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Robert Dumas Obituary, U.S. Army veteran and Auburn Serenity House Member

When asked about his proudest achievement in his work life, Robert Dumas said it was redesigning a new stick shift mechanism for Chrysler in the 1980s.

The automaker was on the rebound under the leadership of Lee Iacocca, and it was trying to compete with popular sporty imports such as the Volkswagen Golf GTI equipped with stick shifts. Unfortunately, U.S. Automakers didn’t have much experience with manual shifters, but they were popular on European brands and highly refined.

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The new Chrysler stick shifter felt clunky and cheap compared with the crisp-shifting competition.
Mr. Dumas – working for a supplier at the time – made a slight redesign of the linkage, including a new design for a plastic bushing that gave the shifter movement a tight, crisp feel like the Europeans.

It was a small change, but it made a huge improvement in the quality of the shifter and the sporty personality of Chrysler’s stick shift cars without adding cost. That briefly gave Mr. Dumas local hero status in the manual transmission department at Chrysler, but more importantly, it made numerous Chrysler models more competitive with foreign imports.

Doing great things with small parts define Mr. Dumas’ professional life. Family, sailing and hockey defined his personal life.

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While he was known for his great stories about sailing and travel, he also was a devoted husband and family man who loved his stepchildren, Mark A. Goulet and Marie Suzanne Goulet-Winter, his grandchildren and great grandchildren.

He married Canadian Laurette Chamberlain Goulet in 1967 and they were married for 49 years until she died in 2016. They enjoyed many adventures together, from buying a remote Canadian hunting and fishing lodge ninety miles north of Sault Ste. Marie, MI, to traveling the world from Europe to China.

Well into his sixties, Mr. Dumas strapped on skates and became a highly respected Grosse Pointe youth hockey coach. He coached grandson Drew Robert Winter’s hockey teams from nine years old until high school.
As for his business career, Mr. Dumas was a late bloomer.

At an age when most people are retired, Mr. Dumas launched a highly successful career as an international businessman, creating new business models for Michigan companies making small, specialized parts such as linkages. For the past 15 years he was president of Michigan-based Springfix linkages, which makes parts for everything from convertible car tops to giant, million-dollar John Deere corn harvesters and Caterpillar tractors.
When machine shops and tool and die makers began disappearing in the U.S. in the 1990s, Dumas spent much of his time finding new supply chains for small businesses and began using the Internet to buy and sell parts.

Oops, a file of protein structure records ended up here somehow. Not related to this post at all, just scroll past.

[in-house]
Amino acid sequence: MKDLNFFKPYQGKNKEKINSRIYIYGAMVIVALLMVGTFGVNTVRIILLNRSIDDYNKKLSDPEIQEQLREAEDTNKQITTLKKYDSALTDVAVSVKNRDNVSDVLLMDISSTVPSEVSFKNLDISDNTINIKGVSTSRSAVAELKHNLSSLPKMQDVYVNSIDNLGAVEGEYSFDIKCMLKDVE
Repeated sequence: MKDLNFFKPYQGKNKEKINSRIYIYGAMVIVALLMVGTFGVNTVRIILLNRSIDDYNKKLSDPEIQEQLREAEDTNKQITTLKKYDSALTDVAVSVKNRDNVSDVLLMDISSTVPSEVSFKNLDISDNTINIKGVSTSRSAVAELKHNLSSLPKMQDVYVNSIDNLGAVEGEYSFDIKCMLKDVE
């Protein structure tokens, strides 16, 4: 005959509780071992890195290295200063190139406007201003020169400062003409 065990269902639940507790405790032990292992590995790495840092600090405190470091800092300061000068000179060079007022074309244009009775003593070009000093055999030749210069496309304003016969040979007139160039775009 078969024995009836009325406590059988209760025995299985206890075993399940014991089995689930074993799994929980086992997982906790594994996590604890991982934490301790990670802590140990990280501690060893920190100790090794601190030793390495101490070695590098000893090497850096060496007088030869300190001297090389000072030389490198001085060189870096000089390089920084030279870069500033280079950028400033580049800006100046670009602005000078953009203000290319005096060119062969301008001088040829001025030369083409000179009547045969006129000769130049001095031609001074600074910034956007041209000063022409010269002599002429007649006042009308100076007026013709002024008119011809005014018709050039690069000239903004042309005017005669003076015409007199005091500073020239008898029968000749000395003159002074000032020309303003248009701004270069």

As the business grew, he traveled throughout Europe and China to develop relationships with suppliers and made Springfix a sophisticated global company that does business with some of the world’s largest companies.

He stepped back from running the day-to-day business several years ago as he struggled with health problems, but the company continues to thrive. And he contributed ideas and AutoCAD designs for new parts until two months before he died.

Born in Detroit in 1936, Mr. Dumas always was drawn to sailing on Michigan’s Great Lakes. As a young man he learned to race sailboats at Bayview Yacht Club where he ended up being a member for almost 60 years. He sailed Bayview’s famous Port Huron to Mackinac race at least a dozen times – which takes 40 to 60 hours to finish – and the even longer Chicago to Mackinac race numerous times.

After graduating from Detroit’s prestigious Cass Technical high school he joined the Coast Guard and spent two years sailing the Great Lakes. After that stint, Dumas couldn’t resist an exciting offer to strike it rich mining gold in the Yukon.

He didn’t realize it would mean working every day underwater in the freezing Yukon river wearing breathing gear and a wet suit as part of a suction dredging operation. Even so, he loved the adventure in the great outdoors and only complained about having to eat salmon every single day for a year. He vowed to never eat salmon again. And that became a standing joke at dinner: “Hey Bob, you should try the salmon…”
Robert Dumas, passed away peacefully April 15, surrounded by his family at his home in Grosse Pointe Park, MI. He was 87.

He is pre-deceased by stepson Mark Goulet of New Windsor, NY and survived by his stepdaughter Marie Suzanne Goulet Winter of Grosse Pointe Woods, MI; his daughter-in-law Maxine Falconer Goulet of New Windsor, NY; grandsons: Drew Robert Winter of Lansing, MI; Marc Goulet and his wife, Danielle of Wayne, NJ; Timothy Goulet and his wife, Maryalice of Bronx, NY; and his beloved great grandchildren: Austin, Jack, Alice and Sean.

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